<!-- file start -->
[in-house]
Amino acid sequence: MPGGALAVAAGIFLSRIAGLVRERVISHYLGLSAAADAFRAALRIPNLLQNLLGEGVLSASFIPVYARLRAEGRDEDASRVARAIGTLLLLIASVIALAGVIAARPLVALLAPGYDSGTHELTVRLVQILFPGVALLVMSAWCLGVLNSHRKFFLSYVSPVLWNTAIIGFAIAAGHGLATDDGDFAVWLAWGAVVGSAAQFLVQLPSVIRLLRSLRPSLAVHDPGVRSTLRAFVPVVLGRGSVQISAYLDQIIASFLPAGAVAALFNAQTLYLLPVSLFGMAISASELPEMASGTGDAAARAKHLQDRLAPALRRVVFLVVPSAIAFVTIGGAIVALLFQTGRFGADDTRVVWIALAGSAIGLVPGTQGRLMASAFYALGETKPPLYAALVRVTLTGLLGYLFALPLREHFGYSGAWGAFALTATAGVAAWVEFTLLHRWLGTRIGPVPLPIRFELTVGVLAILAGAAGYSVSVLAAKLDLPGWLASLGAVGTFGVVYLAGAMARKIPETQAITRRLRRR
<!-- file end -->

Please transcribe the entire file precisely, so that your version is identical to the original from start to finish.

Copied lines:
[in-house]
Amino acid sequence: MPGGALAVAAGIFLSRIAGLVRERVISHYLGLSAAADAFRAALRIPNLLQNLLGEGVLSASFIPVYARLRAEGRDEDASRVARAIGTLLLLIASVIALAGVIAARPLVALLAPGYDSGTHELTVRLVQILFPGVALLVMSAWCLGVLNSHRKFFLSYVSPVLWNTAIIGFAIAAGHGLATDDGDFAVWLAWGAVVGSAAQFLVQLPSVIRLLRSLRPSLAVHDPGVRSTLRAFVPVVLGRGSVQISAYLDQIIASFLPAGAVAALFNAQTLYLLPVSLFGMAISASELPEMASGTGDAAARAKHLQDRLAPALRRVVFLVVPSAIAFVTIGGAIVALLFQTGRFGADDTRVVWIALAGSAIGLVPGTQGRLMASAFYALGETKPPLYAALVRVTLTGLLGYLFALPLREHFGYSGAWGAFALTATAGVAAWVEFTLLHRWLGTRIGPVPLPIRFELTVGVLAILAGAAGYSVSVLAAKLDLPGWLASLGAVGTFGVVYLAGAMARKIPETQAITRRLRRR